Tools to support socially equitable building materials, including company and product certifications, are starting to emerge. The LEED pilot credit “Social Equity within the Supply Chain” supports workers’ rights by supporting company and product certifications which meet the 8 Fundamental Conventions for the Rights of Human Beings at Work as set by the International Labour Organization (ILO).
The JUST Label from the International Living Future Institute measures a company’s performance on 22 Social Justice Indicators. Cradle to Cradle and Living Product Challenge are holistic product certifications which address social justice.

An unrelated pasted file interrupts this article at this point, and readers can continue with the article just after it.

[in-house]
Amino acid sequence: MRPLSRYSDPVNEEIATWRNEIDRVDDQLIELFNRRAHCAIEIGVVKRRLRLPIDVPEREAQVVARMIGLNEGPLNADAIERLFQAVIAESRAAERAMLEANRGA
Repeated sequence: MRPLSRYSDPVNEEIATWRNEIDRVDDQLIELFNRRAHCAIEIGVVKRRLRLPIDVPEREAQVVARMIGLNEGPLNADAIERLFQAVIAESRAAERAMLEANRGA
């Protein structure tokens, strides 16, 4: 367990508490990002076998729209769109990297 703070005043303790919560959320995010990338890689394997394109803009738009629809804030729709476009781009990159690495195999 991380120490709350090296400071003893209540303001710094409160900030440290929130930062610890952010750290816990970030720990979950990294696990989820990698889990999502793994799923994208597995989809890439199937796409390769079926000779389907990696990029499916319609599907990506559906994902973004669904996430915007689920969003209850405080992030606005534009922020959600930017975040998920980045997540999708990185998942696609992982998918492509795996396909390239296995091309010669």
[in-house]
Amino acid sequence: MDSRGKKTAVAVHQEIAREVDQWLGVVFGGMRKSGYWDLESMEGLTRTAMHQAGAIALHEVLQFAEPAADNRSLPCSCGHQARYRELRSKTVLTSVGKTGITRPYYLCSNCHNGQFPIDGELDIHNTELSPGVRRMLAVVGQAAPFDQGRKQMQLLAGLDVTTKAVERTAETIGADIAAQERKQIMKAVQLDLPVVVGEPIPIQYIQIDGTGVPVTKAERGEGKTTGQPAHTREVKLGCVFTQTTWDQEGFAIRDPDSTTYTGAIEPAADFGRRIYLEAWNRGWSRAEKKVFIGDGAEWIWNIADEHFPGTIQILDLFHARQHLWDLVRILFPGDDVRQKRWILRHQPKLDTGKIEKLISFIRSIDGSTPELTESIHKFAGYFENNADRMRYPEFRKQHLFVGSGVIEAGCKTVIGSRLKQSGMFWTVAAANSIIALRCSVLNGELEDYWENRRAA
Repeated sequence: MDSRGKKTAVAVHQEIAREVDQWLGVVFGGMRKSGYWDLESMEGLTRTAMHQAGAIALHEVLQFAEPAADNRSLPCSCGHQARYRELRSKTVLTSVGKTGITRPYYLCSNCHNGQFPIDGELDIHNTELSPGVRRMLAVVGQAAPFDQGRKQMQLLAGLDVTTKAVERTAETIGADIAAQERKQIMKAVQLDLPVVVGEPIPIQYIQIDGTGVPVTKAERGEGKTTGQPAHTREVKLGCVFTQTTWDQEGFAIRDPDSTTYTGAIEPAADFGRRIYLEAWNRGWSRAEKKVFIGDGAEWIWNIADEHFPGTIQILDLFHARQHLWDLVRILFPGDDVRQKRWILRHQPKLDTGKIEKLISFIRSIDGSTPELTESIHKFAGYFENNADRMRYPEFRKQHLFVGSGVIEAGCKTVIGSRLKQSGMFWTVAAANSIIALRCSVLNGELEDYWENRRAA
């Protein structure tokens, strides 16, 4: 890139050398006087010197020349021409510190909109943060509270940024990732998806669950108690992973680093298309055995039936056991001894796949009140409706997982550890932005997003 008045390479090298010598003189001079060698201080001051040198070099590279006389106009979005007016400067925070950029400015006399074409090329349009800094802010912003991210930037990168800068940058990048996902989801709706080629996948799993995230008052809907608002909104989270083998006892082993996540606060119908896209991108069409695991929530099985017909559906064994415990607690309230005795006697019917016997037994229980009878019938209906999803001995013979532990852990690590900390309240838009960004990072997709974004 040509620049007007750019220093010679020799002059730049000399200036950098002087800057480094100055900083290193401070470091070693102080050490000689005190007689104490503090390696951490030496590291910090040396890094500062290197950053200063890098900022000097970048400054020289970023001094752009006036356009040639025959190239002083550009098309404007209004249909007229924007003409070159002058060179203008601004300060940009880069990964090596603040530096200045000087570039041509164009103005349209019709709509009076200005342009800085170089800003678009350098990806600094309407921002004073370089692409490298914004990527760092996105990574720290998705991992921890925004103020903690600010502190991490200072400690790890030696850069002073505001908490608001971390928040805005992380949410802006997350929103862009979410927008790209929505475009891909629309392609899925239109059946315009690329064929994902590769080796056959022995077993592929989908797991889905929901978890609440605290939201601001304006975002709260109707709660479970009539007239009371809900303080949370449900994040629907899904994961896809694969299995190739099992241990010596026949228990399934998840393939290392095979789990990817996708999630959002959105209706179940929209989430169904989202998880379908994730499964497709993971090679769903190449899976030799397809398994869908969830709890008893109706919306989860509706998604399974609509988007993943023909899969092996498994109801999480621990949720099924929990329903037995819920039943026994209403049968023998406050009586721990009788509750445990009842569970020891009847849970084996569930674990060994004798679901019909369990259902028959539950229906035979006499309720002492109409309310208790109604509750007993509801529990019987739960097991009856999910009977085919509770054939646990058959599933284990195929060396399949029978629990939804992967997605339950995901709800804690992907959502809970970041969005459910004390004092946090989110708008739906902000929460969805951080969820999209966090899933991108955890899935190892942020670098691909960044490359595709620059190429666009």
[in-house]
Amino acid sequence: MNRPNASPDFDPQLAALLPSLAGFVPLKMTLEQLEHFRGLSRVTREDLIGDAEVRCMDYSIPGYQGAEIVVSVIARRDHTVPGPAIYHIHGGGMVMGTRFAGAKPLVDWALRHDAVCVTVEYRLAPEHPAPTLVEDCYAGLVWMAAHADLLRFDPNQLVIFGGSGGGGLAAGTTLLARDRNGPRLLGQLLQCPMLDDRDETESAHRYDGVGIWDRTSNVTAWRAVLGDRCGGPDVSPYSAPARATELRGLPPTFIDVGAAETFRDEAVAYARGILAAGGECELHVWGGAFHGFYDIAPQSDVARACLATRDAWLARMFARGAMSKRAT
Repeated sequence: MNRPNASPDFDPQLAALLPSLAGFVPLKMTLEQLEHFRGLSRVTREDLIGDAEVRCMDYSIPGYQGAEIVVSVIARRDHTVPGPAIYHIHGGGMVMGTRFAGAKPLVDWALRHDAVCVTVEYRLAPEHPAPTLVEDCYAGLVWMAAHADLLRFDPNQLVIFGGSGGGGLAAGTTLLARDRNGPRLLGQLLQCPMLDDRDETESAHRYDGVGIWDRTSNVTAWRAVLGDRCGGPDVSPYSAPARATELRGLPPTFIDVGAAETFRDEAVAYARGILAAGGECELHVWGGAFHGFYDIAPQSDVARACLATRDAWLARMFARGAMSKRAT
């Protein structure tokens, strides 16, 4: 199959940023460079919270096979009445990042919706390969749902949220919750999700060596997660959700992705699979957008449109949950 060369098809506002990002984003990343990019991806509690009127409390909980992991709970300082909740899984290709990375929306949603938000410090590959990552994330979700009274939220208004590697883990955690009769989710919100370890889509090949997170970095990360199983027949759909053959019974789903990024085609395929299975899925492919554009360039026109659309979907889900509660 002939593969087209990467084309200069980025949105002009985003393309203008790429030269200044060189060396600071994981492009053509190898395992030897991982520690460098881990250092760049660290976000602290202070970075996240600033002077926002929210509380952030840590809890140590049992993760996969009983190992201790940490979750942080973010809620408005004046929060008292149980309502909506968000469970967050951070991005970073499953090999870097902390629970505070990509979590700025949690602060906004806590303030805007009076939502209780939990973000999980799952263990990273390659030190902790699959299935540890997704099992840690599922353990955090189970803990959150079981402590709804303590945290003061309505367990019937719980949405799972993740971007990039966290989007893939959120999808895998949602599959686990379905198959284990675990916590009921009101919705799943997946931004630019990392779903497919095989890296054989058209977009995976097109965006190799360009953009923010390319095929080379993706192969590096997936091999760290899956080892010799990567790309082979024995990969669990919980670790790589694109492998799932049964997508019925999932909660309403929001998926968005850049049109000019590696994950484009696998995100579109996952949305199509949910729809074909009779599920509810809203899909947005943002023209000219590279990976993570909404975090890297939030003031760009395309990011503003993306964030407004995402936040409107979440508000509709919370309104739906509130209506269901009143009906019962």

Taking the extra care to ensure that our products are produced equitably and in fairness to the communities they are made in will allow for more voices to contribute to our culture in the future. We can protect the variety of cultures and environments that inform our day-to-day lives and make up the diverse landscape of our global community.
Diana Alley, NCIDQ, LEED GA, WELL AP, is an interior designer leading ZGF’s material transparency initiative.
Avideh Haghighi, AIA, LFA, is an architect invested in creating a more environmentally sustainable and socially equitable future.
Lona Rerick, LEED Fellow, WELL AP, LFA, is a sustainable designer and specifier focused on materials selection and transparency.